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3 Aug, 2023 12:22

Moscow brushes off EU criticism over grain supplies to Africa

Russia “absolutely” does not want to make any country dependent, the Kremlin's spokesman has said
Moscow brushes off EU criticism over grain supplies to Africa

Russia has no intention of making African nations over-reliant on its grain, contrary to what the EU leadership claimed in a letter quoted by the media, Kremlin spokesman Dmitry Peskov has insisted.

The message was reportedly penned by EU foreign policy chief Josep Borrell on Monday, and warned that Moscow sought “to create new dependencies by exacerbating economic vulnerabilities and global food insecurity” through offering its agriculture products at discount prices to developing nations.

“This is absolutely not so,” Peskov told journalists on Thursday, when asked about the remark, which Reuters had published the day before. Russia remains a reliable supplier despite Western attempts to curb its exports, he said.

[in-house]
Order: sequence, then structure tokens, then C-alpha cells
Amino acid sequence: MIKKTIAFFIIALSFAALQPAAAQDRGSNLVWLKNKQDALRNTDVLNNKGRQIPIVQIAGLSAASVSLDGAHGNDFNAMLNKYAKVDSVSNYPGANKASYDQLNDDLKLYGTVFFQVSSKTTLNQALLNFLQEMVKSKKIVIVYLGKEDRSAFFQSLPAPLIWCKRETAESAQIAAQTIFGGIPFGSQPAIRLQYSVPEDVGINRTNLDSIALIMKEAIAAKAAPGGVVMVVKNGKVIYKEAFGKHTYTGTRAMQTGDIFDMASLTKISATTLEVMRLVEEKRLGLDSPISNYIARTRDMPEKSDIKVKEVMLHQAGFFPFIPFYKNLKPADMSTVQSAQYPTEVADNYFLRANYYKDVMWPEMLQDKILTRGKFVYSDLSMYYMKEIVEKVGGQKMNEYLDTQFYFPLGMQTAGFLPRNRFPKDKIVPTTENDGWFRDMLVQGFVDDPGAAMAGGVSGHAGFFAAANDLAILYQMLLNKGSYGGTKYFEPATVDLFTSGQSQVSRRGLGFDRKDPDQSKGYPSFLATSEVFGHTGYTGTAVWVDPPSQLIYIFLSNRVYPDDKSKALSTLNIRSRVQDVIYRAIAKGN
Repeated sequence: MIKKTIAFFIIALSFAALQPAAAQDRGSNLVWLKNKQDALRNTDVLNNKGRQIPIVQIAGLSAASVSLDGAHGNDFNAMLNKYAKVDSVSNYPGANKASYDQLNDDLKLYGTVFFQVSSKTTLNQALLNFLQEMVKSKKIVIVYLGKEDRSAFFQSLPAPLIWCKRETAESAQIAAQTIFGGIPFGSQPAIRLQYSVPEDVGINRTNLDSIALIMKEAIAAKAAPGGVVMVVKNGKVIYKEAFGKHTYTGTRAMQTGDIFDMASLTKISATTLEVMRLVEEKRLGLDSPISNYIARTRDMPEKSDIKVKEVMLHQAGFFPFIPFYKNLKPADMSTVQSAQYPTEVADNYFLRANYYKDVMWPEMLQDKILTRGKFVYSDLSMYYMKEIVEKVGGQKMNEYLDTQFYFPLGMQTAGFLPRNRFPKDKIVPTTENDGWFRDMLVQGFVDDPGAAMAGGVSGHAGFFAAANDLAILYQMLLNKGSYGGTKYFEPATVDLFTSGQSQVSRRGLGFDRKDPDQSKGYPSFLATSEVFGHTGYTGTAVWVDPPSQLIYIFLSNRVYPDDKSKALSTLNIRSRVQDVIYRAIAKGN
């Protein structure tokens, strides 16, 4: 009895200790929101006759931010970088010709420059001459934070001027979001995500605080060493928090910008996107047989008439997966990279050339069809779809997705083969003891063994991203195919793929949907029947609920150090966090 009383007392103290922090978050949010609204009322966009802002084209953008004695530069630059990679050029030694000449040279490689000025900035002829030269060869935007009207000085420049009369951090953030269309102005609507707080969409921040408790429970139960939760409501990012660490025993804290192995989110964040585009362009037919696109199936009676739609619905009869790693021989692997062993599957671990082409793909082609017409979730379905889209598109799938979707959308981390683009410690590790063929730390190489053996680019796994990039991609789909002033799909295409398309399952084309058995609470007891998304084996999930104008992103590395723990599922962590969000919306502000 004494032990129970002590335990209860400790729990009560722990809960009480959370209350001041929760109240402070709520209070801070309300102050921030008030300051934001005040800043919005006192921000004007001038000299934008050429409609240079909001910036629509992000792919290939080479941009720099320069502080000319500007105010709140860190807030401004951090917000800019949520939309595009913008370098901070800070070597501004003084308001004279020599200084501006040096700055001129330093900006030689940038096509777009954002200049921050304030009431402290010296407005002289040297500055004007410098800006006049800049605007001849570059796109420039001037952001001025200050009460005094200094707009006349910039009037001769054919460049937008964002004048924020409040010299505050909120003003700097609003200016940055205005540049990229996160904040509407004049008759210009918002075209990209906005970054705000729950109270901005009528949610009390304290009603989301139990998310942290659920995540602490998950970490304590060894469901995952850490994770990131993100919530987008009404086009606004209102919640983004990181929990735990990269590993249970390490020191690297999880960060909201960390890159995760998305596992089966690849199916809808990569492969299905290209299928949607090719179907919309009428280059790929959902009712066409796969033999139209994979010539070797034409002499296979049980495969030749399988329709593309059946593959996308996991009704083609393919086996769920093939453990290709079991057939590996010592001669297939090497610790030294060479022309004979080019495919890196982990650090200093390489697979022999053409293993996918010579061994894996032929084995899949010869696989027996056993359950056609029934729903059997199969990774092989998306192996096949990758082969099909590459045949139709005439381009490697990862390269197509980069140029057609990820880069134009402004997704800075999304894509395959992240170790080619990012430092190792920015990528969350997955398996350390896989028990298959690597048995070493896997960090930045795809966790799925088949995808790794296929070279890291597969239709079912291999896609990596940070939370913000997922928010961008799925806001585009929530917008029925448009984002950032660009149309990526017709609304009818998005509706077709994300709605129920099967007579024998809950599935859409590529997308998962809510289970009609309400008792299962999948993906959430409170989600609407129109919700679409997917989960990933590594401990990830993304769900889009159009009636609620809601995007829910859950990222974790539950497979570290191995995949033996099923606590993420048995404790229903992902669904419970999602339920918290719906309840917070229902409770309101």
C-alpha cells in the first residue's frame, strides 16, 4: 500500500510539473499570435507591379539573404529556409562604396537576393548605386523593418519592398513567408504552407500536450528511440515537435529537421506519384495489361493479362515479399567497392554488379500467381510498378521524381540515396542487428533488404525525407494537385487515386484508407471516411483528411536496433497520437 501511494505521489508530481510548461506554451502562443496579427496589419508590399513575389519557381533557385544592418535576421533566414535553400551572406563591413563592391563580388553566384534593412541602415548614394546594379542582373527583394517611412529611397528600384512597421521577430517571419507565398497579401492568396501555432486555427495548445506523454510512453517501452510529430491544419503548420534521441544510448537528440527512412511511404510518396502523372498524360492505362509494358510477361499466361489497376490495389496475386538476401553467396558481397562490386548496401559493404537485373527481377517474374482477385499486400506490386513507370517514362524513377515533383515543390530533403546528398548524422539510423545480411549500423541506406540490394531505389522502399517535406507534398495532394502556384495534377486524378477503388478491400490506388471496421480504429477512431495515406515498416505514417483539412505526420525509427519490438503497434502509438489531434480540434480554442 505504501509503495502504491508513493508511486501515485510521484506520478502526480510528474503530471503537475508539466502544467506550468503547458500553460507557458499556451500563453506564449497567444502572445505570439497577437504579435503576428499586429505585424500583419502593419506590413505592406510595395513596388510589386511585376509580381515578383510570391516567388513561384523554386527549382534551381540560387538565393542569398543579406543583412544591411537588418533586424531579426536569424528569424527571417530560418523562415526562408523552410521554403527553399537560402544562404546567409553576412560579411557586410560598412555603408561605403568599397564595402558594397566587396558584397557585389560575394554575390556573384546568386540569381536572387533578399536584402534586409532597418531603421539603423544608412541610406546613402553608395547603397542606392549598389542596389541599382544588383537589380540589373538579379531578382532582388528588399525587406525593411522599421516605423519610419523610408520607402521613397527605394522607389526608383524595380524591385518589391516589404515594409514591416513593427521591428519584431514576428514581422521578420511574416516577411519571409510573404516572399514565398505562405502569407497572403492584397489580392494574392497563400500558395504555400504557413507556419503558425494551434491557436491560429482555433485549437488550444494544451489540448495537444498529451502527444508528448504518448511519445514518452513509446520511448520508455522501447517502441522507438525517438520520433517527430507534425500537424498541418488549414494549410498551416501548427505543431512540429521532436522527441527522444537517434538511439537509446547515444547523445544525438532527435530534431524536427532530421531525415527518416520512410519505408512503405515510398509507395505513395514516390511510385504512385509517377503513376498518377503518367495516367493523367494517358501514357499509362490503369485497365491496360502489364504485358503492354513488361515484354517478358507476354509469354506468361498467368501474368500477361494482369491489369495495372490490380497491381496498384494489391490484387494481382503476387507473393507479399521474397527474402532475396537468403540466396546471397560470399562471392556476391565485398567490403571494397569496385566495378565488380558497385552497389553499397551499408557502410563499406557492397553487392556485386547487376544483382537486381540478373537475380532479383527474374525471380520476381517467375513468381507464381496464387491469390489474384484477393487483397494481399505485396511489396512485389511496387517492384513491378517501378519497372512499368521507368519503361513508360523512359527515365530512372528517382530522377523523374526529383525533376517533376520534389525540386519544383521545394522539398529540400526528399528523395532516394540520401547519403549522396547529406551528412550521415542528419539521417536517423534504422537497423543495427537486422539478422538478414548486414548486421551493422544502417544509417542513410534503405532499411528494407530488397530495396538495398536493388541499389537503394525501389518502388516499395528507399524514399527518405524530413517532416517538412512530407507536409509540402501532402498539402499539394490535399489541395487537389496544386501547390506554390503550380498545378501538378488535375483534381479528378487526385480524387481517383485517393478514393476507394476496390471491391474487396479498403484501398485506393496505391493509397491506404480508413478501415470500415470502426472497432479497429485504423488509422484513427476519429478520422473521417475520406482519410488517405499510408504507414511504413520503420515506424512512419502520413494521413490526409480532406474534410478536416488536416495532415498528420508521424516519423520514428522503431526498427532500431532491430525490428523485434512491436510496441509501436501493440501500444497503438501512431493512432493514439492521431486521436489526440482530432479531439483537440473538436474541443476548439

“We could have done more to meet the growing demand, if it were not for those sanctions, which are illegal under international law and which we have to act against,” he added.

Borrell’s letter was sent to the governments of developing nations and members of G20, according to Reuters. It mostly reiterated Brussels’ public position on the Russian withdrawal from the Black Sea Initiative. Under the scheme, the Russian military granted safe passage to commercial ships transporting Ukrainian grain.

The EU denies that its economic sanctions on Russian financial and maritime sectors impact the ability to deliver food and fertilizer to foreign markets. Borrell branded statements to the contrary “lies” in a scolding statement on Tuesday.

“Russia is now approaching vulnerable countries, notably in Africa, with bilateral offers of limited grain shipments, pretending to solve a problem it created itself. This is a cynical policy of deliberately using food as a weapon,” the denouncement said, mirroring the quotes from the letter.

The Russian government said that contrary to Western assurances, private companies are hesitant to provide services to Russian ships, while restrictions on financial transactions undermine the competitiveness of Russian exporters. Borrell claimed in the letter that the EU had a policy for “preventing over-compliance and de-risking activities.”

Moscow has said it would be willing to reconsider its pullout from the grain deal as soon as the UN delivers on a promise to facilitate Russian exports. The pledge was made a year ago, when the agreement was signed. But Russia will no longer give concessions in exchange for promises of progress on the issue, Kremlin officials have stressed.

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